The Bone Infection Research group, led by Dr Matthew Scarborough, conduct clinical trials in the treatment and prevention of bone infections
The aim of the Bone Infection Research Group is to encourage collaboration between scientists and clinicians and promote research in all aspects of bone infection, including diagnosis, treatment, repair, prevention and epidemiology. We have a number of studies ongoing.
Recently, we have shown with the OVIVA trial that antibiotics given orally are not inferior to intravenous delivery for complex orthopaedic infections. This is better for practice, for patients and for the health economy.
We are now conducting the SOLARIO trial to see if locally implanted antibiotics with a short course of systemic antibiotics (<= 7days) are just as effective as locally implanted antibiotics with the standard course of systemic antibiotics (> 4 weeks). This may help to reduce side effects, antibiotic resistance and treatment costs.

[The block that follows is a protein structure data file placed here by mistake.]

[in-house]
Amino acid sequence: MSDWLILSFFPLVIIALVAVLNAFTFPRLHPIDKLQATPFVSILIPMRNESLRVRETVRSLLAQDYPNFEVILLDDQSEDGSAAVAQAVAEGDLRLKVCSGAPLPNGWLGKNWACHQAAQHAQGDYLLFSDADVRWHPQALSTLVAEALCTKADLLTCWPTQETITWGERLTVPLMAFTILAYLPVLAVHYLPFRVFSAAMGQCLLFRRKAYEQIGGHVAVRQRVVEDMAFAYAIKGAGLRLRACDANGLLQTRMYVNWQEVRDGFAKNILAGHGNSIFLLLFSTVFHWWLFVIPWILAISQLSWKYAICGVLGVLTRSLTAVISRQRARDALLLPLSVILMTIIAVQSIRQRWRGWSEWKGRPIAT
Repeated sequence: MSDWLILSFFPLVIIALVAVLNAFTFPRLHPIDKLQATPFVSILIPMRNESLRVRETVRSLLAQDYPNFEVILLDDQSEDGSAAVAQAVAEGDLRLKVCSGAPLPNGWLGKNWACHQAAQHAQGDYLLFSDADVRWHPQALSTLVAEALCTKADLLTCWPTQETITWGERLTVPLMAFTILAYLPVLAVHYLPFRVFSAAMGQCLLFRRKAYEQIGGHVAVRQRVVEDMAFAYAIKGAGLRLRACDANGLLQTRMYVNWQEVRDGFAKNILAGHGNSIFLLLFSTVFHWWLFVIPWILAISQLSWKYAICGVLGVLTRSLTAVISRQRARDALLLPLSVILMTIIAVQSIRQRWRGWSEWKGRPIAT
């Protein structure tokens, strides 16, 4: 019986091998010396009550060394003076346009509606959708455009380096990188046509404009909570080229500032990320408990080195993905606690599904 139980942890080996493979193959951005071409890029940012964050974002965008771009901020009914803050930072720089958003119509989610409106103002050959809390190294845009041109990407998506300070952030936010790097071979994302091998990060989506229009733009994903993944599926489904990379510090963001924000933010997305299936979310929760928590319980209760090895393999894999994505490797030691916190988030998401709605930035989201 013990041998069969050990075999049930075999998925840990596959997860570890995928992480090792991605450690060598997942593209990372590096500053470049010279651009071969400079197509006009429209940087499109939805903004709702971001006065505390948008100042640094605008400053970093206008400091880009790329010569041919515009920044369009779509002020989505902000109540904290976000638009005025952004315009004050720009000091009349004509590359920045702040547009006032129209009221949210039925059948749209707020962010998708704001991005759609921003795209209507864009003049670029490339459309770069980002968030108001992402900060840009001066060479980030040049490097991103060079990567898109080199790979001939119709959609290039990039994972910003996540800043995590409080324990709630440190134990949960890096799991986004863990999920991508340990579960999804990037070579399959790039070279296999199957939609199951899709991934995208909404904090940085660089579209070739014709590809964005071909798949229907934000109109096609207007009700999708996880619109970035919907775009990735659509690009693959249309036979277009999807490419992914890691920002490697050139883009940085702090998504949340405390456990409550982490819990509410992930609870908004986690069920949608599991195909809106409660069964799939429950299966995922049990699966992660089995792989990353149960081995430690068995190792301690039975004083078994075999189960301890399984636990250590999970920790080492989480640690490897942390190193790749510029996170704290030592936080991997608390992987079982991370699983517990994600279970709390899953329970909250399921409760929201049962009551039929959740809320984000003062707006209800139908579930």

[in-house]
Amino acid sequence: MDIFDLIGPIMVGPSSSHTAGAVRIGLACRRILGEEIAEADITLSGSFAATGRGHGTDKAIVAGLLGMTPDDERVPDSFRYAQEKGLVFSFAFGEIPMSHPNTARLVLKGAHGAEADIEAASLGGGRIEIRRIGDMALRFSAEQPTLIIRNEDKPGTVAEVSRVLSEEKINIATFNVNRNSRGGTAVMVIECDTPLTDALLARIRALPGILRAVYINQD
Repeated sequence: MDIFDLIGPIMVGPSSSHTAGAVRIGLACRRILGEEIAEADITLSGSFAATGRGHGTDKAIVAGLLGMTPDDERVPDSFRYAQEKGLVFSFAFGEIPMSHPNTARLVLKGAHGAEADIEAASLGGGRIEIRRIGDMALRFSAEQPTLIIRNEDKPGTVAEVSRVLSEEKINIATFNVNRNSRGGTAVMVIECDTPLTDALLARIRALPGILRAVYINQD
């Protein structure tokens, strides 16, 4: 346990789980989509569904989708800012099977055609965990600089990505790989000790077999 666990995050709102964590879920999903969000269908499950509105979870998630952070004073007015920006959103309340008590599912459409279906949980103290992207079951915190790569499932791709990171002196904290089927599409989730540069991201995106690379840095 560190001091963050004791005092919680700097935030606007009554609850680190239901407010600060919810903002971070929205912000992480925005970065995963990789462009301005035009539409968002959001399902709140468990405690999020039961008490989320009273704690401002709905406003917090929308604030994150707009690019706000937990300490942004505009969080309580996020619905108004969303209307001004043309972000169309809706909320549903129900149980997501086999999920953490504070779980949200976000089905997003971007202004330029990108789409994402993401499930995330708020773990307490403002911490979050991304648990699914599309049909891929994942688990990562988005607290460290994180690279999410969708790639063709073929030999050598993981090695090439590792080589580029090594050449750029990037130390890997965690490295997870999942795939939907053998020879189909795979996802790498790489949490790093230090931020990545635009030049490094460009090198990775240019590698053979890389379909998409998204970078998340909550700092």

To help prevent surgical site infections, in the RIIiO study we are comparing the most common patient warming technology used (Forced Air Warming) with an equally safe and equally effective alternative method (Resistive Fabric Warming). We have conducted a pilot study in the first instance to check that our recruitment and data management strategies were adequate and robust and to show that both warming methods are safe to use and effective at keeping the patient warm. The pilot study showed surgical site infections with both types of warming. Funding is now sought for an adequately powered full trial with more than 9,000 patients.